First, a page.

THE election of VK Sasikala, the aide and confidante of the late J Jayalalithaa, as the leader of the legislative party of the All India Anna Dravida Munnetra Kazhagam (AIADMK) in order to become the chief minister of Tamil Nadu has opened a new chapter in the political game being played out in the post-Jayalalithaa period.
After proposing her name for the leadership of the legislative party, O Paneerselvam, the incumbent chief minister, who had resigned, has now come out against the change. This has caused some political turbulence but Sasikala is bent upon proving that she has the support of the overwhelming members of party MLAs.
The manner in which Sasikala has been proposed for the chief ministership has met with a varied response and raised some questions. Technically, the legislative party of the AIADMK is well within its right to elect a person who is not a member of the legislature as its leader. The legal provision is that a person who is sworn-in as the chief minister has to be elected to the legislature within six months of the person assuming office.
In this particular case, the question of propriety has arisen since the verdict of the Supreme Court on the appeal in the disproportionate assets case in which Sasikala was involved, along with Jayalalithaa, is pending. In fact, the very next day after the election of Sasikala as the legislative party leader, the Supreme Court Bench concerned has announced that it will deliver its verdict next week. It is in this context that a legitimate question has arisen – why Sasikala could not have waited for the verdict to clear her before assuming office.
This is all the more pertinent as O Paneerselvam had already taken over as the chief minister after the demise of Jayalalithaa, just a few weeks ago. Paneerselvam’s choice was not unexpected, having stood in as the chief minister for Jayalalithaa twice earlier.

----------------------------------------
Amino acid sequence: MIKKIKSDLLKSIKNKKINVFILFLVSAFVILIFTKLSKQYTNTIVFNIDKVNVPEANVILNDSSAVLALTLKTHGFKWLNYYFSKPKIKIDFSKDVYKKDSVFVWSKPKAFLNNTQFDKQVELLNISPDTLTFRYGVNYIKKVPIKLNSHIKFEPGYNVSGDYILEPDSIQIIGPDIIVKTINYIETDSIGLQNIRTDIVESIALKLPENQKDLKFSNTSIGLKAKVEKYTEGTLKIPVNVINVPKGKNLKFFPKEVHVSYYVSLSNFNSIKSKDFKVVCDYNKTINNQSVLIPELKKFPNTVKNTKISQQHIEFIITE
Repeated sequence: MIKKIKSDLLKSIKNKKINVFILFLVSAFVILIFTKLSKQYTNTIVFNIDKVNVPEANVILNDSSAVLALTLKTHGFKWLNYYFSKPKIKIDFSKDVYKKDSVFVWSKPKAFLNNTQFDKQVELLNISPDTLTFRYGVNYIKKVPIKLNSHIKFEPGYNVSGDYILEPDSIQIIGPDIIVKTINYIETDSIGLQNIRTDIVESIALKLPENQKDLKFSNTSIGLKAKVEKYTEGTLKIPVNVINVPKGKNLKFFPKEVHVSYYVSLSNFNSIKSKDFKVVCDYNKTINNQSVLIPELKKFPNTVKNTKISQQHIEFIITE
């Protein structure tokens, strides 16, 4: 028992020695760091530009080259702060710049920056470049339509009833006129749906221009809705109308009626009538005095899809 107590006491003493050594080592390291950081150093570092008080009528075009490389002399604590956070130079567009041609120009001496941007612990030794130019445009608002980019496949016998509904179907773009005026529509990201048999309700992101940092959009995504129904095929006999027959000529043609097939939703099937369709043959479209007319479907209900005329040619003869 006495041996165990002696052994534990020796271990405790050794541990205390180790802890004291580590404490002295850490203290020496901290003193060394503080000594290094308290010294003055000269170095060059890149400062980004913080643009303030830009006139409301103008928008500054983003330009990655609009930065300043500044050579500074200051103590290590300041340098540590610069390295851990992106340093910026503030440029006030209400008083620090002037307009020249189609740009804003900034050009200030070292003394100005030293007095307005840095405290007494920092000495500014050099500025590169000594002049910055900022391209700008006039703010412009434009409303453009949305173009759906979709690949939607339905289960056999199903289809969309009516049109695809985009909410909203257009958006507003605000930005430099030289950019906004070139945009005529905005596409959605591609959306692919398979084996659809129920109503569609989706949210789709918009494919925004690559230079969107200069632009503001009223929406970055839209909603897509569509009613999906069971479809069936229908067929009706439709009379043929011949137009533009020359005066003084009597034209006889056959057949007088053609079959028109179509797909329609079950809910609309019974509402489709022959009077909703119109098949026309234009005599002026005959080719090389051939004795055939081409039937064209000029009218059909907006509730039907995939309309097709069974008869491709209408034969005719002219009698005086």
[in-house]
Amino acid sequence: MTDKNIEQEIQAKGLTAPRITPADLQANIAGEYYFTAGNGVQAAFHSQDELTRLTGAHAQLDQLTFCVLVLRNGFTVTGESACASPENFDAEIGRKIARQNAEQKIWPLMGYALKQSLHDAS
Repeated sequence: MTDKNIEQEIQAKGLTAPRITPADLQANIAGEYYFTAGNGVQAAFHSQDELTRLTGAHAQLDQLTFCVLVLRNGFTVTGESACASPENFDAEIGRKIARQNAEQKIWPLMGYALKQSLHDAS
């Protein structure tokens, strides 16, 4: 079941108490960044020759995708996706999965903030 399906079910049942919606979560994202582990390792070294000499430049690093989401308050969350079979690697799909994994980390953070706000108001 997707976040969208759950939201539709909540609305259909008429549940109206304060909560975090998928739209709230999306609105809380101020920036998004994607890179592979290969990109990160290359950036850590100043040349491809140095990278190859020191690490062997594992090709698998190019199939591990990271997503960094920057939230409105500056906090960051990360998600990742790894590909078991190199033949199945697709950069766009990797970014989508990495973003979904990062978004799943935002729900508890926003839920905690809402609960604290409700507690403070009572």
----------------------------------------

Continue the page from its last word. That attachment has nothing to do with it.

There is a wider question which is agitating a substantial section of the people in Tamil Nadu. Sasikala was known to be a personal assistant of the former chief minister, Jayalalithaa, for a long time. She was not holding any key position in the AIADMK, nor, did she hold any position in any elected body. She was widely seen as part of a coterie in Jayalalithaa’s household which used to exercise power behind the scenes. The role of her family members was also controversial.
Sasikala becoming the leader of the party and the chief minister in quick succession is causing understandable resentment among sections of the people, including those who are loyal supporters of the AIADMK. Jayalalithaa was a mass leader, notwithstanding her defects and authoritarian style of functioning, and she had inherited the leadership of the AIADMK from another tall mass leader, MG Ramachandran. Sasikala has yet to establish her acceptability among the AIADMK supporters and appeal among the masses.
There is also another aspect which has a vital bearing on political parties in a parliamentary democracy. The last two decades have seen the rise of family control and dynastic politics in the regional parties. Family interests intertwined with business interests are taking precedence in many of the regional parties. A prime example is Punjab, where the chief minister and deputy chief minister are father and son and constitute the leadership of the Akali Dal.
In the case of the AIADMK, while Sasikala was not a family member of Jayalalithaa, she acted as a surrogate family member. This phenomenon is contributing to the degeneration of the ideology and programmes of the regional parties.
To restore the health of the party-based democratic system and ideology-based politics, it is necessary to curb this trend and for parties to adhere to democratic principles of functioning.
(February 9, 2017)